Fallen law enforcement officers honored with JBER memorial service
Inside the Gates
ANCHORAGE, Alaska (KTUU) - A wave of silence fell across service members at Joint Base Elmendorf-Richardson on Monday as they paused for a moment of silence to remember the lives of their fallen law enforcement members.
“This week we gather to pay tribute to the security forces, military police, and all law enforcement officers — local and federal,” Lt. Col. Michael J. Kennedy said as he spoke to a gathered crowd on base.
Monday kicked off National Police Week in Alaska and around the nation. President John F. Kennedy proclaimed May 15 as Peace Officers Memorial Day in 1962 and the week on which that day falls as Police Week.
The week has been used to honor law enforcement members who have lost their lives in the line of duty. This year, the 673d Security Forces Squadron also chose to remember those who lost their lives to suicide.
“It’s definitely an emotional day. We’ve got to remember all the lives that have been lost in the line of duty. Those who haven’t made it to the end of their watch,” U.S. Air Force Staff Sgt. Taylor Davis said. “In the last seven years, we calculated the numbers — there’ve been 1,981 lives taken in the line of duty, or lost by death or suicide.”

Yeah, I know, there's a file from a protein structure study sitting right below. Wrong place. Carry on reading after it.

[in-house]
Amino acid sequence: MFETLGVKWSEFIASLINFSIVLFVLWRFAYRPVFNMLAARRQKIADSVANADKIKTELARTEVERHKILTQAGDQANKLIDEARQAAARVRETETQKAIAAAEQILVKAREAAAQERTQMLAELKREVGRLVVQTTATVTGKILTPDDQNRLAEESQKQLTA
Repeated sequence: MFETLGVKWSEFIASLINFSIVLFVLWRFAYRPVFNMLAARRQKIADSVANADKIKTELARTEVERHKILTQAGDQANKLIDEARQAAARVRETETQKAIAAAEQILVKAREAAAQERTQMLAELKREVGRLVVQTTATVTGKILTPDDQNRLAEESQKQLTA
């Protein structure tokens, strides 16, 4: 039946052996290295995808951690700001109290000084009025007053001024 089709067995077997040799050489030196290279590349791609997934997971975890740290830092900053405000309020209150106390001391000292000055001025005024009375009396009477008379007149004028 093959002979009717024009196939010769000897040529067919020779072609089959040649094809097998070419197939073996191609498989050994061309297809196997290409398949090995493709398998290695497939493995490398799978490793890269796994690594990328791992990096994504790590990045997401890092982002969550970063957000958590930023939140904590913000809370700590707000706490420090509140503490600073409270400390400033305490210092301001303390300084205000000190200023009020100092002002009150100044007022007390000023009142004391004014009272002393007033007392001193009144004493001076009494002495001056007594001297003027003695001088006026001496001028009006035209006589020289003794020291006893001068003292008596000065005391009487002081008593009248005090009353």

Kicking off at noon Monday, service members honored the lives of those fallen by running around the Elmendorf Fitness Track for 24 hours carrying a guidon, a flag bearing the name of the squadron.
Throughout the day, service members will hand off the guidon as it continues to make its way around the entire track — all day, never stopping.
“There as a symbol, have it moving is a dedication to what we are doing here this week,” Davis said.
It’s an opportunity to reflect on the lives lost, Kennedy said. In the past, Kennedy said he has participated in it.
This year, he planned to participate as well and run with his family.
“Obviously, I lost friends in security forces. I lost a lot of law enforcement friends as well,” Kennedy said. “It’s an honor, it’s really humbling. It’s a somber experience.”
As the troops click off laps around the track carrying the guidon, remembering the names of the fallen and their stories, they continue to move forward together and never forget those who lost their lives.
“We remember the courage with which they worked and lived,” Kennedy said. “And may we recommit ourselves to the mission to which they dedicated their lives.”
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